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Buying a Foreclosure: 4 Smart Rules

Let's get one thing out of the way: If you think that shopping foreclosure auctions is your ticket to a once-in-a-lifetime deal on a dream house, it's time to lower your expectations. Fully 45 percent of April's housing sales were foreclosed properties, and 33 percent of May's, so you'll have a lot of company at the fire sale. It's tough to be "below market" when you are such a big chunk of the market.

If anything, it’s the other way around: Foreclosures are creating opportunities by dragging down the prices of traditional sales.

That said, a motivated seller is a buyer’s best friend, and no seller is more motivated than a lender with a ton of properties to unload. Here are four things you need to know before jumping in to oblige.

1. Don’t Speculate

If you’re looking to buy and flip, think carefully. The one thing economists agree on is that home prices are going to continue to fall and inventory will continue to rise in the near term, so you may wind up underwater. And no one predicts a major turnaround in prices for some years. So depending on the local market (Florida, for example, or Phoenix), even a 20 percent savings in the purchase price may not be enough to cover future declines.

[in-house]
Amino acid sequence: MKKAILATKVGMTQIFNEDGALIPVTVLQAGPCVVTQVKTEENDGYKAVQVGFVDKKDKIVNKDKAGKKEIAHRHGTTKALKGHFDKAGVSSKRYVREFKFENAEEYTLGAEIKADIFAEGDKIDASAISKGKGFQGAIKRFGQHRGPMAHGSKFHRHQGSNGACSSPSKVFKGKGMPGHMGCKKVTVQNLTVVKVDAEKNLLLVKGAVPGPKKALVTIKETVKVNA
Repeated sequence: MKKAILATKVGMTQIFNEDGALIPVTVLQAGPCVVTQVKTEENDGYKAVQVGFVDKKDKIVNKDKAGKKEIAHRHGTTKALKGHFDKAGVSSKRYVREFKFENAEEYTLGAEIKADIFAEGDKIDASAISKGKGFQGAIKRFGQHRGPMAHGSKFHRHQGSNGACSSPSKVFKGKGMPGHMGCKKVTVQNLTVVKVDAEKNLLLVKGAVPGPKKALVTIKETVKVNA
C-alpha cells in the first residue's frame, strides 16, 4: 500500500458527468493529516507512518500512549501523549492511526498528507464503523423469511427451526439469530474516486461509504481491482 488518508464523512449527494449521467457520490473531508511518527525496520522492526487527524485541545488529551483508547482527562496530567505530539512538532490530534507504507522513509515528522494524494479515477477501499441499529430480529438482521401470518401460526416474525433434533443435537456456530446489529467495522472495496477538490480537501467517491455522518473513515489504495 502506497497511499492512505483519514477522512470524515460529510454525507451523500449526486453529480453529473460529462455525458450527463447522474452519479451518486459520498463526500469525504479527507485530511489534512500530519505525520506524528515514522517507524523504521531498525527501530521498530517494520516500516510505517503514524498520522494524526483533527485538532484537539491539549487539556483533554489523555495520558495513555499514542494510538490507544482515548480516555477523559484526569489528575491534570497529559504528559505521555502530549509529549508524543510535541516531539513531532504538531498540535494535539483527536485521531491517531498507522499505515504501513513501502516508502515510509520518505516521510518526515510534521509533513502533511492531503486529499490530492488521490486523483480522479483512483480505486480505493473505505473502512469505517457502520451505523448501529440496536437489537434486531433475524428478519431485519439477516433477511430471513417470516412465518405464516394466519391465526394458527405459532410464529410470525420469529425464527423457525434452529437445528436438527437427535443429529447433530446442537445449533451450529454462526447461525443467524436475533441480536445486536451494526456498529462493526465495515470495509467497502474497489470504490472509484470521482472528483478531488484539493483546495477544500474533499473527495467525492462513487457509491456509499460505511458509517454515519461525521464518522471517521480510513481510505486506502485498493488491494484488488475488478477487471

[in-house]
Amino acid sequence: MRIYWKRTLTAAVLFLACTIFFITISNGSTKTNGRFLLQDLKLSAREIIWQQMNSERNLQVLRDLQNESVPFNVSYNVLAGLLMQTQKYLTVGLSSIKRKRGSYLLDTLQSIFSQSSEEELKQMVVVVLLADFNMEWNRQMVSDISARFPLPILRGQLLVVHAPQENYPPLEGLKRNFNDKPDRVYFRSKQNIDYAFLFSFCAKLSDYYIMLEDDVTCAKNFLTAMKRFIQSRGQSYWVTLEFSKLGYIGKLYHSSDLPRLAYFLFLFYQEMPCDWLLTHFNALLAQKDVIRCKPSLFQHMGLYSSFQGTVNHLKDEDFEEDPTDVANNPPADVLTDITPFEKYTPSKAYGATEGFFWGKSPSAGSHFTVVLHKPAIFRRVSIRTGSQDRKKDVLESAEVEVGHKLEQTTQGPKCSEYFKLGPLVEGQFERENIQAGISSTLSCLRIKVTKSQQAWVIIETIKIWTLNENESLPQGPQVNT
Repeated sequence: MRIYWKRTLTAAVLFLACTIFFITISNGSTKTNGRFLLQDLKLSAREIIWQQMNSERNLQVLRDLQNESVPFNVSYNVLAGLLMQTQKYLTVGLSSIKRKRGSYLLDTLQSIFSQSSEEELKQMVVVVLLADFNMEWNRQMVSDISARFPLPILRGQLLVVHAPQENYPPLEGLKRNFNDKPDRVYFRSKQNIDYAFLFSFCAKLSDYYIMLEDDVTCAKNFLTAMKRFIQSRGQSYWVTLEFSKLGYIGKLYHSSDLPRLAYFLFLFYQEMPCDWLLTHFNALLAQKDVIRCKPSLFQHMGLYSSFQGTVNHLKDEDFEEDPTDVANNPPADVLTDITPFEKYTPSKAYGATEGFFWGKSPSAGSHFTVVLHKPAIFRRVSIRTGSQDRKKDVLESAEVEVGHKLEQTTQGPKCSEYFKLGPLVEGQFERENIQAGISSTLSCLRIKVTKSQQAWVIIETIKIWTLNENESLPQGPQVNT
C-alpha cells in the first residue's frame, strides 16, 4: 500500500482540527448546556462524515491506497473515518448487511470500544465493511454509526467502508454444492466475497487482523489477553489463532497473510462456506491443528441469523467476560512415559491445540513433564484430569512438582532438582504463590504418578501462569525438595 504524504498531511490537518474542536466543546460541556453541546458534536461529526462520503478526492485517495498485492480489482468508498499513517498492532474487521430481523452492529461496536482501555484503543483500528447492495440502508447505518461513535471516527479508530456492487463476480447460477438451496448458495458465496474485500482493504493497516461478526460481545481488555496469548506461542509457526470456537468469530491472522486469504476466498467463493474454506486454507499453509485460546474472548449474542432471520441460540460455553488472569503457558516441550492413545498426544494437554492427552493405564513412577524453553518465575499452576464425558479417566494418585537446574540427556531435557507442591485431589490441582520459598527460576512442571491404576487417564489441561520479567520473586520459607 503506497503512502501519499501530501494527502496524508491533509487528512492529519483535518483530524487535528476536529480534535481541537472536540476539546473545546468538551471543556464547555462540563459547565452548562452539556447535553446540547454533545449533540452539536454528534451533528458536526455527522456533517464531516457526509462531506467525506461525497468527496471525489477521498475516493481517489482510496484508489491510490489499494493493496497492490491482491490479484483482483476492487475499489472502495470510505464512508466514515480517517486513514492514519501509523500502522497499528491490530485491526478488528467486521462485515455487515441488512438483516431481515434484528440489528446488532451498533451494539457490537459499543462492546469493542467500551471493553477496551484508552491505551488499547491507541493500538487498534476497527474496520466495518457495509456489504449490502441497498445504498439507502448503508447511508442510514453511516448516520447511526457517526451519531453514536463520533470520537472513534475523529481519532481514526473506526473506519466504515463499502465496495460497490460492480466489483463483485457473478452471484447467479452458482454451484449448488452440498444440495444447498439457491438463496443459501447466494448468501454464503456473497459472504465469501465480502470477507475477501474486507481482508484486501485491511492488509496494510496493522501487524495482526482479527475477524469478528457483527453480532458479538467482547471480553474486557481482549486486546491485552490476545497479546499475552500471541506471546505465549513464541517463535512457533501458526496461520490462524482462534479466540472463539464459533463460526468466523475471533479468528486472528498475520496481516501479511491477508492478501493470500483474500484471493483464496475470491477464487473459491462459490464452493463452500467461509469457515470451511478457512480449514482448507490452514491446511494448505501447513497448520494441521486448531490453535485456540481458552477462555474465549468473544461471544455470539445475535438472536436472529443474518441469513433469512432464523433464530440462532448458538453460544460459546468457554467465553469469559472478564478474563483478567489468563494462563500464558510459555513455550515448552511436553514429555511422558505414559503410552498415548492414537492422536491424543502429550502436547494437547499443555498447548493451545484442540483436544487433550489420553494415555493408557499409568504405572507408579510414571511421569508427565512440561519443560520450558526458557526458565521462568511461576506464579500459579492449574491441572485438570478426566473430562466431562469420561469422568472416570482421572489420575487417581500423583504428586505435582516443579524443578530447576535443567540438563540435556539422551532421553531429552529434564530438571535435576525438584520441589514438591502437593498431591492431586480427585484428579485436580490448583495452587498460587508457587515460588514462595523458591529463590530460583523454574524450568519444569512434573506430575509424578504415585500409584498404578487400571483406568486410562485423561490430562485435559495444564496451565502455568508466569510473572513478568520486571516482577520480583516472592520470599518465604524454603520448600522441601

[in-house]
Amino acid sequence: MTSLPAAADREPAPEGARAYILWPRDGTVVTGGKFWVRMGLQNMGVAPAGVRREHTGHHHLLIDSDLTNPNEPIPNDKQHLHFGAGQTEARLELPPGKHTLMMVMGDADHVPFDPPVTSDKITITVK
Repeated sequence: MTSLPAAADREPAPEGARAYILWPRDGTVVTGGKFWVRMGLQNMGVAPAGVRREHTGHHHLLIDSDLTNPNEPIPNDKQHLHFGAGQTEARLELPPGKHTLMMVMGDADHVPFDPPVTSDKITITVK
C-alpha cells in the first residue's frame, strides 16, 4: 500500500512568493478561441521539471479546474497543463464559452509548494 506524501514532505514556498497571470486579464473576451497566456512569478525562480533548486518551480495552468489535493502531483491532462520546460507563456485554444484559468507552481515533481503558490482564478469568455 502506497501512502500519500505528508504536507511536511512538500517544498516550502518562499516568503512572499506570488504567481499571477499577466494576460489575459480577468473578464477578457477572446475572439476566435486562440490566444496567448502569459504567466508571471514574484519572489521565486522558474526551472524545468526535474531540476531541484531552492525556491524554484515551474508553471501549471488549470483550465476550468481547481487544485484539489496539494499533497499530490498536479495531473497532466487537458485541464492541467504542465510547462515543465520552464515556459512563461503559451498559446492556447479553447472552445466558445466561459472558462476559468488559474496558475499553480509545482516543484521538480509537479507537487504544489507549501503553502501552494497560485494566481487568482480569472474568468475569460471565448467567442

2. Focus on REOs

There are two kinds of auctions: Foreclosures and REOs (Real Estate Owned properties). The latter are houses that fail to sell in a foreclosure auction and become the property of the lender or trustee.

In a foreclosure sale, the minimum bid is the loan balance on the property plus all accrued interest, any expenses associated with the foreclosure process (including attorney fees), and any back taxes or liens, all of which could add up to more than the market value. You have to take the house “as is, where is,” so if the previous owner or his tenants still reside there, for example, it becomes your responsibility to evict them.

On the other hand, because banks are eager to rid their balance sheets of real estate, they are often willing to heavily discount the price of REOs and cover all outstanding liens. In some cases, there is no reserve price at all and the property will go for the highest bid, regardless of the lender’s investment in it.

3. Get a Check

Long before the bidding starts, check the auction company’s particular requirements online. For example, you likely will need a government-issued ID and a cashier’s check for $5,000 to $10,000 to use as a down payment on your deposit, which is usually 5 percent or 10 percent of the purchase price. You can usually pay the difference between your cashier’s check and the deposit with a personal check. In most cases, you can change your mind after making the deposit, but the time frame varies. Plus, you may have to close within a very tight window — too tight to get financing — so you might need cash for the total purchase price.

4. Don’t Feel Guilty

You are not a greedy vulture for benefiting from someone else’s misfortune. These sales are an important factor in stabilizing the market. The faster the foreclosed inventory is eaten up, the faster the real estate market will improve.

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